Rudolf Steiner Archive 

Calendar of the Soul

Northern Hemisphere
Week 19

In secret to encompass now
With memory what I've newly got
Shall be my striving's further aim:
Thus, ever strengthening, selfhood's forces
Shall be awakened from within
And growing, give me to myself.

Southern Hemisphere
Week 45

My power of thought grows firm
United with the spirit's birth.
It lifts the senses' dull attractions
To bright-lit clarity.
When soul-abundance
Desires union with the world's becoming,
Must senses' revelation
Receive the light of thinking.

—Translation by Ruth and Hans Pusch

See GA 40 for full calendar and German text.

The Spiritual Guidance of the Individual and Humanity
GA 15

Preface

This book reproduces the content of lectures I gave in June of this year in Copenhagen on the occasion of the General Assembly of the Scandinavian Theosophical Society. They were delivered to an audience familiar with spiritual science or theosophy [anthroposophy], and thus they presuppose this familiarity. 1When Rudolf Steiner gave the lectures revised for this volume, he was still connected with the Theosophical Society and therefore used the terms theosophy and theosophical when speaking of his own independent spiritual research. After his break with the Theosophical Society in 1912/13, Steiner used the term anthroposophy for this research and its results. For purposes of clarification the latter term has been added in square brackets each time the term theosophy is used in this book. They are in every detail based on my books Theosophy and An Outline of Occult Science 2Rudolf Steiner, Theosophy: An Introduction to the Knowledge of the World and the Destination of Man, repr., (Hudson, NY: Anthroposophic Press, 1988) and An Outline of Occult Science, 3rd ed., repr., (Hudson, NY: Anthroposophic Press, 1989). Anyone unacquainted with the premises of these books would certainly regard this report as a curious product of mere fantasy. However, the above mentioned books present the scientific basis for everything said here.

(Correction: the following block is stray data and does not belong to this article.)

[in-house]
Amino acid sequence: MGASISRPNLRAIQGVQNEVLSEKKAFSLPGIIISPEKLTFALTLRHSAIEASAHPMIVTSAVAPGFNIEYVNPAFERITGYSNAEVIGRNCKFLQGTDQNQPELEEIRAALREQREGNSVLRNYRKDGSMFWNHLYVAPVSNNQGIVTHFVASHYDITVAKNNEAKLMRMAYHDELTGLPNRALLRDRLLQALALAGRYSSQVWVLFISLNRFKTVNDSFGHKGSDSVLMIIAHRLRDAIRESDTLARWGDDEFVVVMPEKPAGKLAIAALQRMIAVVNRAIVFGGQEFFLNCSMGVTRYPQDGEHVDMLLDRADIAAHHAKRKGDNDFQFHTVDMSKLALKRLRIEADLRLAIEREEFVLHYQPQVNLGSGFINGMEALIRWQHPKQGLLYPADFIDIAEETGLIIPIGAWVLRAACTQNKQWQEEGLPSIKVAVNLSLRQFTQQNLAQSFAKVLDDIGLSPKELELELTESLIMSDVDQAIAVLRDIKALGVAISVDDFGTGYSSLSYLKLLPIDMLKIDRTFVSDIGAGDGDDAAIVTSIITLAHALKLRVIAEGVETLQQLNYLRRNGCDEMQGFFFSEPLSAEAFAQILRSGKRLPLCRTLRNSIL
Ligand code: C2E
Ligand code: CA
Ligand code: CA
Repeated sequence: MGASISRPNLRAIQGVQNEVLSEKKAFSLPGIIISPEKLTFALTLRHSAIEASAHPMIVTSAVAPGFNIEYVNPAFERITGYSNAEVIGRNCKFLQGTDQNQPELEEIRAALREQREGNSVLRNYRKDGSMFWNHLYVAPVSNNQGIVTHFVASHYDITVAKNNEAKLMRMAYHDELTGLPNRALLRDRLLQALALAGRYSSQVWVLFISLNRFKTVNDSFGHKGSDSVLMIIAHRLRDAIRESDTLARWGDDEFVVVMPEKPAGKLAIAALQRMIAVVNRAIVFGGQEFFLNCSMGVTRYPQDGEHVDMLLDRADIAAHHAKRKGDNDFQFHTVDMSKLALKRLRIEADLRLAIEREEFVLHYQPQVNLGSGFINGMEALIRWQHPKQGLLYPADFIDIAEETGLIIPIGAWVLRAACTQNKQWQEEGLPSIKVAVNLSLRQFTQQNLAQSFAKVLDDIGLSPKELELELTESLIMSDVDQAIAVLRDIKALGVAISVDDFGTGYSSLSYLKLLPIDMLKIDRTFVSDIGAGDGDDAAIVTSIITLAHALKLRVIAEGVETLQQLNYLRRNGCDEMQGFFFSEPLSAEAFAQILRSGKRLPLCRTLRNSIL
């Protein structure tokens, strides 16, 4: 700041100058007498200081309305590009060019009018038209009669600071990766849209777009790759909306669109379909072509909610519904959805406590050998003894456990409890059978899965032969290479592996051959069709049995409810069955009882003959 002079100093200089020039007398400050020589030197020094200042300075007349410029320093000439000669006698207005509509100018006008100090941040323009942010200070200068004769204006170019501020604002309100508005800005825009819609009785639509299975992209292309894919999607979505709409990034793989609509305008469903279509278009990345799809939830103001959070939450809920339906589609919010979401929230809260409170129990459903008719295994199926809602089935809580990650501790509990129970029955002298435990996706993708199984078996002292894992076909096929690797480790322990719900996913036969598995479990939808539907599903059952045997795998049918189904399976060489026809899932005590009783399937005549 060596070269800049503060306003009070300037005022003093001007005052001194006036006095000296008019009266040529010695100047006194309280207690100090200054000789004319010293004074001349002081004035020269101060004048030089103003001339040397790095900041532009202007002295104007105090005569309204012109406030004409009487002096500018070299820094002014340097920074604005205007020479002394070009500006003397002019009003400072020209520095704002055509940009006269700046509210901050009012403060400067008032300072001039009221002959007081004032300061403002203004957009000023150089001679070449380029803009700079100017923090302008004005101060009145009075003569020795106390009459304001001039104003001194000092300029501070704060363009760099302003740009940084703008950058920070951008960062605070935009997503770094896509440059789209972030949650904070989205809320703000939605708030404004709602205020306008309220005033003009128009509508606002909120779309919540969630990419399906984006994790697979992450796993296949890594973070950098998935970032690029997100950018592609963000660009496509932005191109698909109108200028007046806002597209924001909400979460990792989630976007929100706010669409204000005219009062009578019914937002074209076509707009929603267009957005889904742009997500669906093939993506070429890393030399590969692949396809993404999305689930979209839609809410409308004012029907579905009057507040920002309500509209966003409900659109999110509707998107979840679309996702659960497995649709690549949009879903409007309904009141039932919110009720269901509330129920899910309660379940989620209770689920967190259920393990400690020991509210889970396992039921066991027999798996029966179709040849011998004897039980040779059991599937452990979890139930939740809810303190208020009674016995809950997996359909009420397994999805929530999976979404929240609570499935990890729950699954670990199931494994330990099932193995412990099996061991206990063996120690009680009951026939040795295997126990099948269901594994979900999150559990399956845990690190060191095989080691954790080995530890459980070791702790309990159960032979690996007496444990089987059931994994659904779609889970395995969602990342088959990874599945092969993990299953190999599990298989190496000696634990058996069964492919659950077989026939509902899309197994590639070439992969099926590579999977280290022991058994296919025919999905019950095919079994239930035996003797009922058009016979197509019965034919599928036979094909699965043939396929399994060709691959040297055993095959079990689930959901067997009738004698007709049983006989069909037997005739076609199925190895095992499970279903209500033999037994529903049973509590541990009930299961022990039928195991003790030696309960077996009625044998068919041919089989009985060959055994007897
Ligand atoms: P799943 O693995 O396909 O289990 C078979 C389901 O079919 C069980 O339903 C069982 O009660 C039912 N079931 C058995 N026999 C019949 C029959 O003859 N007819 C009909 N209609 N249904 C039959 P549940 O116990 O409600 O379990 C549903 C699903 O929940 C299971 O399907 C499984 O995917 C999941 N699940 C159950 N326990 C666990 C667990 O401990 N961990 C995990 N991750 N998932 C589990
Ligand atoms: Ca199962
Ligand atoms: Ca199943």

I have completely revised the stenographic transcription of the lectures, but my intention in publishing them was to retain, as much as possible, the character of the original spoken presentation. This should be noted here because it is my opinion that a discourse intended for reading must be completely different from a spoken one. I have followed this principle in all my previous writings that were intended for publication. The style and presentation of this book are closer to the spoken word because I have reasons for allowing this account to be published at this time and because a complete revision in accordance with the above principle would take a very long time.

RUDOLF STEINER 

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